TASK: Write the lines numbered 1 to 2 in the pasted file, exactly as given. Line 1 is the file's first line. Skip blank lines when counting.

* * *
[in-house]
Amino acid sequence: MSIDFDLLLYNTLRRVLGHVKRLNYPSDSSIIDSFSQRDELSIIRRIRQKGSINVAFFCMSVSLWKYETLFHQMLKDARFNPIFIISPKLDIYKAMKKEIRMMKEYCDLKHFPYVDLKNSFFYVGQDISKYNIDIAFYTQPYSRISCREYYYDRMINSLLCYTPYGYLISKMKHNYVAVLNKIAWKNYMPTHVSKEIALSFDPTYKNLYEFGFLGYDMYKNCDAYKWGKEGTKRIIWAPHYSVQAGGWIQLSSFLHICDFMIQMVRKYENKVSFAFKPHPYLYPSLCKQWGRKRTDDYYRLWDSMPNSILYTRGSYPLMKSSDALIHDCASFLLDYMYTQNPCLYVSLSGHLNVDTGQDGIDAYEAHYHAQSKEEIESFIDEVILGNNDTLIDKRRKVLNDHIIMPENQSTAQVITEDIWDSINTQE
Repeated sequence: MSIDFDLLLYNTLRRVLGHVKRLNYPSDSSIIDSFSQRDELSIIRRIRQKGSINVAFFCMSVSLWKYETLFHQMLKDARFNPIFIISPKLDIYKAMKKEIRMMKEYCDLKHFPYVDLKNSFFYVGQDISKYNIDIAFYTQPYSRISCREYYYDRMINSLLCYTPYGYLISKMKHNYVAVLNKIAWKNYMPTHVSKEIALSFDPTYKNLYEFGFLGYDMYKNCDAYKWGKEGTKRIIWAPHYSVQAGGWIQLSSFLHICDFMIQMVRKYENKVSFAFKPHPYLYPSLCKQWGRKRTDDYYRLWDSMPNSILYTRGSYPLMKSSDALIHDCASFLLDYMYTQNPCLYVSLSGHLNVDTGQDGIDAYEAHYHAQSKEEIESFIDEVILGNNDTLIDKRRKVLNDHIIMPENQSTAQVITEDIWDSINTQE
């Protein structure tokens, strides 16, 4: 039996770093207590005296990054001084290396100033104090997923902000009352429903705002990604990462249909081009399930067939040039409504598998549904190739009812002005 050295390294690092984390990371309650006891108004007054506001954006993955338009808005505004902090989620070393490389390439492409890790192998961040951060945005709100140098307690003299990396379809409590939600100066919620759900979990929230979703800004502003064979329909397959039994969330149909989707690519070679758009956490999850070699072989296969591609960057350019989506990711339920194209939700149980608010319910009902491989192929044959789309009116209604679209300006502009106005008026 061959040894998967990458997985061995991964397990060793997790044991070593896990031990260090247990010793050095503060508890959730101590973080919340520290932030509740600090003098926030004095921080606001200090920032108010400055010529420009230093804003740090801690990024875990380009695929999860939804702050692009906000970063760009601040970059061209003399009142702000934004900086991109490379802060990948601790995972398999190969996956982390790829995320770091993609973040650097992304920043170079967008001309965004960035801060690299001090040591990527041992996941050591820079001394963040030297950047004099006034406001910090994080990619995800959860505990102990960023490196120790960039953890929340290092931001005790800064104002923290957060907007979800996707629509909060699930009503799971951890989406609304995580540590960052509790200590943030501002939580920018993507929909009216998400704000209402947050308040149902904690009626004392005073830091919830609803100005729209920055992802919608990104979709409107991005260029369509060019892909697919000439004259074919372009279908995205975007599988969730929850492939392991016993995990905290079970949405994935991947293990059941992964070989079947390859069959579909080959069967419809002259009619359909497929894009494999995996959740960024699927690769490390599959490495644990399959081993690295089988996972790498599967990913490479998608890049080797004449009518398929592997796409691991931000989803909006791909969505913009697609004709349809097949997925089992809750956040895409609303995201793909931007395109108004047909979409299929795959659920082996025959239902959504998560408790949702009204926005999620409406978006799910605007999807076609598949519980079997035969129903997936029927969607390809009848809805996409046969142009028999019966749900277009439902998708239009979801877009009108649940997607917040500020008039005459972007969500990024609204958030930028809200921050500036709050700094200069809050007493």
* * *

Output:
[in-house]
Amino acid sequence: MSIDFDLLLYNTLRRVLGHVKRLNYPSDSSIIDSFSQRDELSIIRRIRQKGSINVAFFCMSVSLWKYETLFHQMLKDARFNPIFIISPKLDIYKAMKKEIRMMKEYCDLKHFPYVDLKNSFFYVGQDISKYNIDIAFYTQPYSRISCREYYYDRMINSLLCYTPYGYLISKMKHNYVAVLNKIAWKNYMPTHVSKEIALSFDPTYKNLYEFGFLGYDMYKNCDAYKWGKEGTKRIIWAPHYSVQAGGWIQLSSFLHICDFMIQMVRKYENKVSFAFKPHPYLYPSLCKQWGRKRTDDYYRLWDSMPNSILYTRGSYPLMKSSDALIHDCASFLLDYMYTQNPCLYVSLSGHLNVDTGQDGIDAYEAHYHAQSKEEIESFIDEVILGNNDTLIDKRRKVLNDHIIMPENQSTAQVITEDIWDSINTQE